Unless a writer feels free, things will not come to him, he cannot burgeon on any subject whatsoever.
As I drained the glass now, new life seemed to burgeon within me.
Her heart expanded, her soul seemed to burgeon and to bloom.
Then the tree began to bud and burgeon with gifts, and the rare glories of colour crept in upon the snows of winter.
I looked down, cursing myself that I had dared to suspect she could burgeon only in the affluence of satins.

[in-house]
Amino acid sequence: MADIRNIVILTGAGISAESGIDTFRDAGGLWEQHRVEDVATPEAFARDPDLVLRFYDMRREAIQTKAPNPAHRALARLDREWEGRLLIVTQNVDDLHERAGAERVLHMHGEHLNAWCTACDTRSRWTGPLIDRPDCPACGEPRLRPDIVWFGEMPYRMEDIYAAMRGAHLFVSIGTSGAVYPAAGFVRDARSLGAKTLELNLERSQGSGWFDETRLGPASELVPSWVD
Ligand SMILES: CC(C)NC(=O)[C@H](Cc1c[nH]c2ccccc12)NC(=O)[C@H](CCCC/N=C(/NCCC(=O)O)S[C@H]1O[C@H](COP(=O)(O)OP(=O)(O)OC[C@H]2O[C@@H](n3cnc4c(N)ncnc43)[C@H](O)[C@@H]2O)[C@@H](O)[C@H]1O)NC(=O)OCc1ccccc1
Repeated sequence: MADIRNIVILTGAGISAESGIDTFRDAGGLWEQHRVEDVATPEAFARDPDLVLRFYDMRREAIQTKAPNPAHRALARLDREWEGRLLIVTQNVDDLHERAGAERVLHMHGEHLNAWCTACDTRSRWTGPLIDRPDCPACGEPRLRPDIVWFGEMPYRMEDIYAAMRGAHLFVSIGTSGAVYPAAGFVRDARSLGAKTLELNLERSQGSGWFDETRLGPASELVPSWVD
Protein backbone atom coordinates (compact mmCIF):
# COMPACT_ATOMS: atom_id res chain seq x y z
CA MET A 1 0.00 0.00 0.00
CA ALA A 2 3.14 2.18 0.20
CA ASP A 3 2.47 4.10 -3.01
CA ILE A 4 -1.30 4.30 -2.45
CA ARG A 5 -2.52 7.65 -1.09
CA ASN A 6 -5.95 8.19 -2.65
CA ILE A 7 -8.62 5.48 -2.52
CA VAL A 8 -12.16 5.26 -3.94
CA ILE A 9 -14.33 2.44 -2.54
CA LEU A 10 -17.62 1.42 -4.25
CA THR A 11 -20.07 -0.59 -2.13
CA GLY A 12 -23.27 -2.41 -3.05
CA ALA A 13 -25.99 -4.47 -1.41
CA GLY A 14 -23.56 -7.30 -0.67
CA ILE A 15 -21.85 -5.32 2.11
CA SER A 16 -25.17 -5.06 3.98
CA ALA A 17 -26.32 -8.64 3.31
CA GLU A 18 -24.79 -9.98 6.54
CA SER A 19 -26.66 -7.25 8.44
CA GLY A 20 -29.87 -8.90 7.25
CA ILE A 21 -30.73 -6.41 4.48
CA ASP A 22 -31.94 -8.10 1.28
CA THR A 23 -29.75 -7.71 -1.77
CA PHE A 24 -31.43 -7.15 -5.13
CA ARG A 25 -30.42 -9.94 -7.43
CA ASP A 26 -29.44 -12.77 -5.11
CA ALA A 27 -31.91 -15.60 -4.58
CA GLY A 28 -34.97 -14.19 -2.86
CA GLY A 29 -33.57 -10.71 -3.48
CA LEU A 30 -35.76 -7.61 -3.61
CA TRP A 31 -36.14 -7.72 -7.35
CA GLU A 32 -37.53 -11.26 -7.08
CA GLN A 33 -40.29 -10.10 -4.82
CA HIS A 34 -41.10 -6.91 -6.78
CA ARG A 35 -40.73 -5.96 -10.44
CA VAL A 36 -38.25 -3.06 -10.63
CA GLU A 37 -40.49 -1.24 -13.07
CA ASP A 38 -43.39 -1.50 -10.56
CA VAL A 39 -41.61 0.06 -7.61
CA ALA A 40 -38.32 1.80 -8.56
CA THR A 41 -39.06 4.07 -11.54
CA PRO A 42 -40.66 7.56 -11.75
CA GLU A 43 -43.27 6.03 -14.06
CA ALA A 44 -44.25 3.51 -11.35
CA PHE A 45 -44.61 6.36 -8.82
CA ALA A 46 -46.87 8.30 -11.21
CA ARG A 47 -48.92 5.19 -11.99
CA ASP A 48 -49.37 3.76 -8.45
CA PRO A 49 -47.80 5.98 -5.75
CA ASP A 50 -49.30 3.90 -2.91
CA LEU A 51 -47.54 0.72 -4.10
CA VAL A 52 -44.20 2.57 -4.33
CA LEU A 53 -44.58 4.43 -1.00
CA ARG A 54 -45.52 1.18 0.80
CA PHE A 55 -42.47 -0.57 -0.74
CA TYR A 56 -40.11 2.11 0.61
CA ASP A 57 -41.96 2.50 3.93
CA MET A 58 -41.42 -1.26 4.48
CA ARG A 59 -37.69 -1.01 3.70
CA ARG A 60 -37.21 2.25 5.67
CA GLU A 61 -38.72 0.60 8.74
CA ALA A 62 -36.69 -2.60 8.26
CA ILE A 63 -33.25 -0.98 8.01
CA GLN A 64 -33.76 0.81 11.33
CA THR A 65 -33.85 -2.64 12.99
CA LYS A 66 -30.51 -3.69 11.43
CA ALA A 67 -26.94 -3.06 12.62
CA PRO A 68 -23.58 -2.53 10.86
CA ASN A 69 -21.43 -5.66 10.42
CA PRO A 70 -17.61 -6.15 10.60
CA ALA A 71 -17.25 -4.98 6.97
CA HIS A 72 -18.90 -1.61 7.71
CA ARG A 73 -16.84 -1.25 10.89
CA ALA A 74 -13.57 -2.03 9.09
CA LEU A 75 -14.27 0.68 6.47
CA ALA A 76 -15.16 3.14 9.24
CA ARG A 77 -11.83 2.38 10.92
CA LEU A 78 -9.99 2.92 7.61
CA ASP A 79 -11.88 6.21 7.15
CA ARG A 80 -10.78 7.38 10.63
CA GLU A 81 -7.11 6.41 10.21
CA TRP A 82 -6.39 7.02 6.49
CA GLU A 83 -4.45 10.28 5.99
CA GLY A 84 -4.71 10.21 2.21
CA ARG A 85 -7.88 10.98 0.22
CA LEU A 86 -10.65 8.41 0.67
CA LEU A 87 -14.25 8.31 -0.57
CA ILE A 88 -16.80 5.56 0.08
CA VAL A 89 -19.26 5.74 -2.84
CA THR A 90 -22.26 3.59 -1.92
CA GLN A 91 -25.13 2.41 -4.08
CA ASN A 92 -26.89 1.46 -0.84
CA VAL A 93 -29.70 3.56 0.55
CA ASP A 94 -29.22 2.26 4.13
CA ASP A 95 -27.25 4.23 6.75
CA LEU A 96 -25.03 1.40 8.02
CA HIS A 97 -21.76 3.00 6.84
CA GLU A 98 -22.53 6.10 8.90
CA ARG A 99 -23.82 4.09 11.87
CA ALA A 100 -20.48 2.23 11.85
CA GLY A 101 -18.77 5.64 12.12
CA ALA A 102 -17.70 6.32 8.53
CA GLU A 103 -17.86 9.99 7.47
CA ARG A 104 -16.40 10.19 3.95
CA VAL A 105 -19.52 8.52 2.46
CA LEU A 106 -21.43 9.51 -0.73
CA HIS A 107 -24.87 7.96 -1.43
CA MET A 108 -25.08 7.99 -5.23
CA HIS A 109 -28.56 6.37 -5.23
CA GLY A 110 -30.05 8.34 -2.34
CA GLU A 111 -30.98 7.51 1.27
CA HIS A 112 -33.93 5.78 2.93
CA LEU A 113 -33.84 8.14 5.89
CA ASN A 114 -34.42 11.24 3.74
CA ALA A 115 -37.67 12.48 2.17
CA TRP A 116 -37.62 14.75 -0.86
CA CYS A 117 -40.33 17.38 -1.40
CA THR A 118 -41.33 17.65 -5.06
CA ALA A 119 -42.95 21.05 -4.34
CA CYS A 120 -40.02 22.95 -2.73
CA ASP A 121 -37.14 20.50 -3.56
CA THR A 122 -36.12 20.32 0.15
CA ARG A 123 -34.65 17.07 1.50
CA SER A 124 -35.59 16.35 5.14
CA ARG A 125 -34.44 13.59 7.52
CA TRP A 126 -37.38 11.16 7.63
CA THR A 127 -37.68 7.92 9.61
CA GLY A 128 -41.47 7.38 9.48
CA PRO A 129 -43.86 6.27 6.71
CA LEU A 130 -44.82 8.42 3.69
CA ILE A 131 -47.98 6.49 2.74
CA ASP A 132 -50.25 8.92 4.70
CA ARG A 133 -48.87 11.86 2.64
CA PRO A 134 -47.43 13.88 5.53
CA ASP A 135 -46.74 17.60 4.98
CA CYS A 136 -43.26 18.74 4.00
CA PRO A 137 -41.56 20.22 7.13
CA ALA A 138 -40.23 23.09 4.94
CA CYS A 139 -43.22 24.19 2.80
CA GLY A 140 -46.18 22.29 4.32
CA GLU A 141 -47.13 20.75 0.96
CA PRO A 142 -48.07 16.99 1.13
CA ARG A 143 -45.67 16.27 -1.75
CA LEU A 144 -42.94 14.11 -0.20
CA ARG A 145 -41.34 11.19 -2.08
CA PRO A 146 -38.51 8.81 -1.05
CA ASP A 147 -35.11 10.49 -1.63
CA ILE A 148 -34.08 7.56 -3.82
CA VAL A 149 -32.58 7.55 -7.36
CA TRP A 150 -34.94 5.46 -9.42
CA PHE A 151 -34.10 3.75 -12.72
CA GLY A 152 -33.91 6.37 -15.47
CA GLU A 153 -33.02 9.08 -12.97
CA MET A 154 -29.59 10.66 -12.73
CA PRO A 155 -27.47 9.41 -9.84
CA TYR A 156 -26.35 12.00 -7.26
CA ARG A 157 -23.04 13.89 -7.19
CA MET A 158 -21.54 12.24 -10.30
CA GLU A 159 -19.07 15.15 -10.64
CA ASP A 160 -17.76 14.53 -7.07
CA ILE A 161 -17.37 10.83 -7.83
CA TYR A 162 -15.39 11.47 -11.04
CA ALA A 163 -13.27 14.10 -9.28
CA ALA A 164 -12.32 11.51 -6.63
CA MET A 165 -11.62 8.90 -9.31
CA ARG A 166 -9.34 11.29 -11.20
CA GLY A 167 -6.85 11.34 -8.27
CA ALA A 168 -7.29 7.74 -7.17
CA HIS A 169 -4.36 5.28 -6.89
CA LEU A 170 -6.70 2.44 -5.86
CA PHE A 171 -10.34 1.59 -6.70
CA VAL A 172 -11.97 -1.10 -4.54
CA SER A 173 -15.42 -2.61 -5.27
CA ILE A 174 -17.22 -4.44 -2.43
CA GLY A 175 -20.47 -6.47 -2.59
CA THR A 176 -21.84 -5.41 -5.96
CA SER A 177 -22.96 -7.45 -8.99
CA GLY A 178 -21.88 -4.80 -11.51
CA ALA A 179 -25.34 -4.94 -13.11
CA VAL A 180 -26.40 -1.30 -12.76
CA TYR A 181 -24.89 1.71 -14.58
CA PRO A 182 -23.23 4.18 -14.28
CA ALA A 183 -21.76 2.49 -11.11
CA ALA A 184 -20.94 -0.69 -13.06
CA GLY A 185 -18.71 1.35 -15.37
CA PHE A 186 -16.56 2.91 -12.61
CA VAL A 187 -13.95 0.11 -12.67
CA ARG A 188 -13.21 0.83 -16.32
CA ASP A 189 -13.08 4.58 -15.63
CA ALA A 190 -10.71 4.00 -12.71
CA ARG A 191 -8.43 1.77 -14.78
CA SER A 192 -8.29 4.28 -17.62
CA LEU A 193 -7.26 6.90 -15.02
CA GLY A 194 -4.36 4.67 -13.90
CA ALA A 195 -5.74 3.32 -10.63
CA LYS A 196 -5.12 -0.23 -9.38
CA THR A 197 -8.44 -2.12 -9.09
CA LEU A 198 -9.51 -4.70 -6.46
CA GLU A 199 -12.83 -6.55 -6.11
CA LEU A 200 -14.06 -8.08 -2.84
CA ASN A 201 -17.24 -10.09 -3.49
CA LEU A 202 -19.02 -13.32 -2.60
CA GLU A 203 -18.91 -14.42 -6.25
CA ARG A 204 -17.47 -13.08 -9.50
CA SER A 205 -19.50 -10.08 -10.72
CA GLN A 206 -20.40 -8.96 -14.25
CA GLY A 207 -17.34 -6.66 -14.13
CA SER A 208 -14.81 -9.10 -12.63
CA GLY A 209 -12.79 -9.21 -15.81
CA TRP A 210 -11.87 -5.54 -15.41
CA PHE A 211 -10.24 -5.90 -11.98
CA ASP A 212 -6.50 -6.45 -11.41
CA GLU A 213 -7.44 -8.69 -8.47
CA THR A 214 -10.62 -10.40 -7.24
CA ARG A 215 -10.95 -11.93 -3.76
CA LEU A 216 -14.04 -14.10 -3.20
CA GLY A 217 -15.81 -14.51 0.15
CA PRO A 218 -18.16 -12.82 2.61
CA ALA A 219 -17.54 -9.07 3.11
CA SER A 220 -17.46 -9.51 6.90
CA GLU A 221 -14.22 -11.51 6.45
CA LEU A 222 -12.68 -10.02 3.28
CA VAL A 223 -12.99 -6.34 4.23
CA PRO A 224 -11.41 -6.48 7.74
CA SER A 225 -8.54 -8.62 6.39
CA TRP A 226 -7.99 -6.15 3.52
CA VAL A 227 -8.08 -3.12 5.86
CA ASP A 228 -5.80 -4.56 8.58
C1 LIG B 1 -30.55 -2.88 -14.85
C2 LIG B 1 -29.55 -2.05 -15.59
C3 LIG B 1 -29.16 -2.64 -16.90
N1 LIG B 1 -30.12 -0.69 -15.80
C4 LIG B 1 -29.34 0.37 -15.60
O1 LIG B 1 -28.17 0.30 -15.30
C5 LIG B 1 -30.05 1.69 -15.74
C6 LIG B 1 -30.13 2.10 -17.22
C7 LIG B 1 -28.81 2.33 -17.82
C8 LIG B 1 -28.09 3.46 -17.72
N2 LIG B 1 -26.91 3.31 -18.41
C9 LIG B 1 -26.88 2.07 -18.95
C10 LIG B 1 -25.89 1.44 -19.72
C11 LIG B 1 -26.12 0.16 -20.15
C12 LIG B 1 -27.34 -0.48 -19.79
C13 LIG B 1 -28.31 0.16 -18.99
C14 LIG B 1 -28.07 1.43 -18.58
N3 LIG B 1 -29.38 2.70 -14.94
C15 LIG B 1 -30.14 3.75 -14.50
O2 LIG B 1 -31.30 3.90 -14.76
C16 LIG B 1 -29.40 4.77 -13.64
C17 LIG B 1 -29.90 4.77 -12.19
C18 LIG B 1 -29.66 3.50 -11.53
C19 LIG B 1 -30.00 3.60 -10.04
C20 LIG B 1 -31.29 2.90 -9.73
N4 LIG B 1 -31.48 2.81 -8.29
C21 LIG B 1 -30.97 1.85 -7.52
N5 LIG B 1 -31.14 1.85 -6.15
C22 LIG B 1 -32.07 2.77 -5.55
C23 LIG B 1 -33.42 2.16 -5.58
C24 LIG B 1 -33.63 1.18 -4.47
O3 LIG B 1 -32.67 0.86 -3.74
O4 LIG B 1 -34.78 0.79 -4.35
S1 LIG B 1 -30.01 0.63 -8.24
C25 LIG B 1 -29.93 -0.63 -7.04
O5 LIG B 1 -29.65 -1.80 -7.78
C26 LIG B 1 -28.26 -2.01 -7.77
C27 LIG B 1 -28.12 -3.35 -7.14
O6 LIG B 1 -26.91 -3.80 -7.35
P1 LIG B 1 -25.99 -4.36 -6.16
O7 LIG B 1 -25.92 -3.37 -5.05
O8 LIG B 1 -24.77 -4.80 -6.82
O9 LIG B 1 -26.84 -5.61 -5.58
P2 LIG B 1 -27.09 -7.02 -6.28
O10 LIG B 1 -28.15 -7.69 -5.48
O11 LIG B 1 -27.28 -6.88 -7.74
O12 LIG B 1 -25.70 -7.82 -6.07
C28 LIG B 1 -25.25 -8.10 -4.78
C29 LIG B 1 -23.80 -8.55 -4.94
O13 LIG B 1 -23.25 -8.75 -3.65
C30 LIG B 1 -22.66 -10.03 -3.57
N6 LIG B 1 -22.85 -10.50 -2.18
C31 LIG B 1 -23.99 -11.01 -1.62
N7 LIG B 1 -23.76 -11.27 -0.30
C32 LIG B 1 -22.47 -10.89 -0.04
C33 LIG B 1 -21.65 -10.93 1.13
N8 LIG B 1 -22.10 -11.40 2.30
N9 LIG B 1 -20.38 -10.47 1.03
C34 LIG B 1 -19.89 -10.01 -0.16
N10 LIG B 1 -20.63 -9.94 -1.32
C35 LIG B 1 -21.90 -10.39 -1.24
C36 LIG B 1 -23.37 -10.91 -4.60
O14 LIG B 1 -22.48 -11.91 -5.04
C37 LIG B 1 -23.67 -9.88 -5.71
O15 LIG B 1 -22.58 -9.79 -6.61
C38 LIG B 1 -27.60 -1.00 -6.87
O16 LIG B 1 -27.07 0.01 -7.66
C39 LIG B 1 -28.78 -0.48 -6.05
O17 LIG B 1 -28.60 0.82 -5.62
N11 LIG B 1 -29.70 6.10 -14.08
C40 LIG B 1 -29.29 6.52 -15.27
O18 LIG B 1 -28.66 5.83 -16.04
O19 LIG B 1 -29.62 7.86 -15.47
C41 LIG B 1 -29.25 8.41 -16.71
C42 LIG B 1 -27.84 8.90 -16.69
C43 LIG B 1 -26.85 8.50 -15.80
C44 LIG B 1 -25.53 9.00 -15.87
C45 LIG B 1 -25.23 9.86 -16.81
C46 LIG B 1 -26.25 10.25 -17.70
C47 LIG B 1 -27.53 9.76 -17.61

early 14c., "grow, sprout, blossom," from Anglo-French burjuner, Old French borjoner "to bud, sprout," from borjon "a bud, shoot, pimple" (Modern French bourgeon), of uncertain origin. Perhaps from Vulgar Latin *burrionem (nominative *burrio), from Late Latin burra "flock of wool," itself of uncertain origin. Some sources (Kitchin, Gamillscheg) say either the French word or the Vulgar Latin one is from Germanic. The English verb is perhaps instead a native development from burjoin (n.) "a bud" (c.1300), from Old French. Related: Burgeoned; burgeoning.